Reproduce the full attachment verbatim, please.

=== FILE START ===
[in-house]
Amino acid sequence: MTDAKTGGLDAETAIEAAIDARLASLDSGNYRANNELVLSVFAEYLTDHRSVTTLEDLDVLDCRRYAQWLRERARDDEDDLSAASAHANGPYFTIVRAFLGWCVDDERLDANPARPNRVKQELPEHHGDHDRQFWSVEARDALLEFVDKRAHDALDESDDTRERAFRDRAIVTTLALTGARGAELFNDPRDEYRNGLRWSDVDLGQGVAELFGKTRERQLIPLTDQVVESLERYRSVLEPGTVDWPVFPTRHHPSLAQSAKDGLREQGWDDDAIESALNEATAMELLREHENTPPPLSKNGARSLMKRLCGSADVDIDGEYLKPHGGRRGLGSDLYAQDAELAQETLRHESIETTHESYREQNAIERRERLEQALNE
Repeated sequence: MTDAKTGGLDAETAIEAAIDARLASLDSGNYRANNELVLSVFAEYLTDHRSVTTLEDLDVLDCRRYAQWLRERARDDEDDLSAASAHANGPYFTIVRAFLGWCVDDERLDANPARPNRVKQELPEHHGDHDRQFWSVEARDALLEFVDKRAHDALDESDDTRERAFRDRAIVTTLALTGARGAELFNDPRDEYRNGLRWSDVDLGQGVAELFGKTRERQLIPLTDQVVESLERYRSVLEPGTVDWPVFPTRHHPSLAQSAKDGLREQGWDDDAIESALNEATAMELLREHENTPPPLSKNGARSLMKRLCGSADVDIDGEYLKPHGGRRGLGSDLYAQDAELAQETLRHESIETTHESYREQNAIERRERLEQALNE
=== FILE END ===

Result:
[in-house]
Amino acid sequence: MTDAKTGGLDAETAIEAAIDARLASLDSGNYRANNELVLSVFAEYLTDHRSVTTLEDLDVLDCRRYAQWLRERARDDEDDLSAASAHANGPYFTIVRAFLGWCVDDERLDANPARPNRVKQELPEHHGDHDRQFWSVEARDALLEFVDKRAHDALDESDDTRERAFRDRAIVTTLALTGARGAELFNDPRDEYRNGLRWSDVDLGQGVAELFGKTRERQLIPLTDQVVESLERYRSVLEPGTVDWPVFPTRHHPSLAQSAKDGLREQGWDDDAIESALNEATAMELLREHENTPPPLSKNGARSLMKRLCGSADVDIDGEYLKPHGGRRGLGSDLYAQDAELAQETLRHESIETTHESYREQNAIERRERLEQALNE
Repeated sequence: MTDAKTGGLDAETAIEAAIDARLASLDSGNYRANNELVLSVFAEYLTDHRSVTTLEDLDVLDCRRYAQWLRERARDDEDDLSAASAHANGPYFTIVRAFLGWCVDDERLDANPARPNRVKQELPEHHGDHDRQFWSVEARDALLEFVDKRAHDALDESDDTRERAFRDRAIVTTLALTGARGAELFNDPRDEYRNGLRWSDVDLGQGVAELFGKTRERQLIPLTDQVVESLERYRSVLEPGTVDWPVFPTRHHPSLAQSAKDGLREQGWDDDAIESALNEATAMELLREHENTPPPLSKNGARSLMKRLCGSADVDIDGEYLKPHGGRRGLGSDLYAQDAELAQETLRHESIETTHESYREQNAIERRERLEQALNE